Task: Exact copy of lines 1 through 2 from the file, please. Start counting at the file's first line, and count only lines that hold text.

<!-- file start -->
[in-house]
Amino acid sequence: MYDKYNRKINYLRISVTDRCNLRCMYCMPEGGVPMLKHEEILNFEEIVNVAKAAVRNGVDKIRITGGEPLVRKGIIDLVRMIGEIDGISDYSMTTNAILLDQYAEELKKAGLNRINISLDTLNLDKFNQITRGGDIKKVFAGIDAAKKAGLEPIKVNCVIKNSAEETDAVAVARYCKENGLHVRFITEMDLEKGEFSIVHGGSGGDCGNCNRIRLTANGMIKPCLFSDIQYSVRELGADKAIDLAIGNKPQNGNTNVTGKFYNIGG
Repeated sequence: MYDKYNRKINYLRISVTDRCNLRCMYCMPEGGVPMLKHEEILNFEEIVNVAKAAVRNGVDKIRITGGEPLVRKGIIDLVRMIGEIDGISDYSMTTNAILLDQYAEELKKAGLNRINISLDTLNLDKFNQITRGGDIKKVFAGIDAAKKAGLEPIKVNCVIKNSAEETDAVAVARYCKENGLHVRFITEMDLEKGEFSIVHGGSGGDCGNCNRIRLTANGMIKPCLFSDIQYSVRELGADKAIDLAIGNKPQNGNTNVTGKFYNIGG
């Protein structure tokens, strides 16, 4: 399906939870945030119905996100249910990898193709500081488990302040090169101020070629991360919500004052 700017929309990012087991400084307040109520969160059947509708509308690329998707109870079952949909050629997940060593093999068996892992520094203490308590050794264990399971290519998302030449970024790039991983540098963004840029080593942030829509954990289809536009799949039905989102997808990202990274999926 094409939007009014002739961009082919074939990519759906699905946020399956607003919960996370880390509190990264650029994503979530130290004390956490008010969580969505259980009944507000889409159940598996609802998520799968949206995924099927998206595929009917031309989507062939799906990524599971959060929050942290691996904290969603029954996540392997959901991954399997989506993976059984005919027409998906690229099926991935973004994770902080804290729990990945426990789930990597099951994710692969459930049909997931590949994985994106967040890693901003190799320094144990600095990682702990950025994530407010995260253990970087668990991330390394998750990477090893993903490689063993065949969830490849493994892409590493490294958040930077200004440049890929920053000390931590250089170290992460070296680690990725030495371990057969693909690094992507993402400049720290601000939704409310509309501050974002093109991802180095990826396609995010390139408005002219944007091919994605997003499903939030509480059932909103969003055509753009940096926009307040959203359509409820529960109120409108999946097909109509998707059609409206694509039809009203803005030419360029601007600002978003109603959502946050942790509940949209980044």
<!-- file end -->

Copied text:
[in-house]
Amino acid sequence: MYDKYNRKINYLRISVTDRCNLRCMYCMPEGGVPMLKHEEILNFEEIVNVAKAAVRNGVDKIRITGGEPLVRKGIIDLVRMIGEIDGISDYSMTTNAILLDQYAEELKKAGLNRINISLDTLNLDKFNQITRGGDIKKVFAGIDAAKKAGLEPIKVNCVIKNSAEETDAVAVARYCKENGLHVRFITEMDLEKGEFSIVHGGSGGDCGNCNRIRLTANGMIKPCLFSDIQYSVRELGADKAIDLAIGNKPQNGNTNVTGKFYNIGG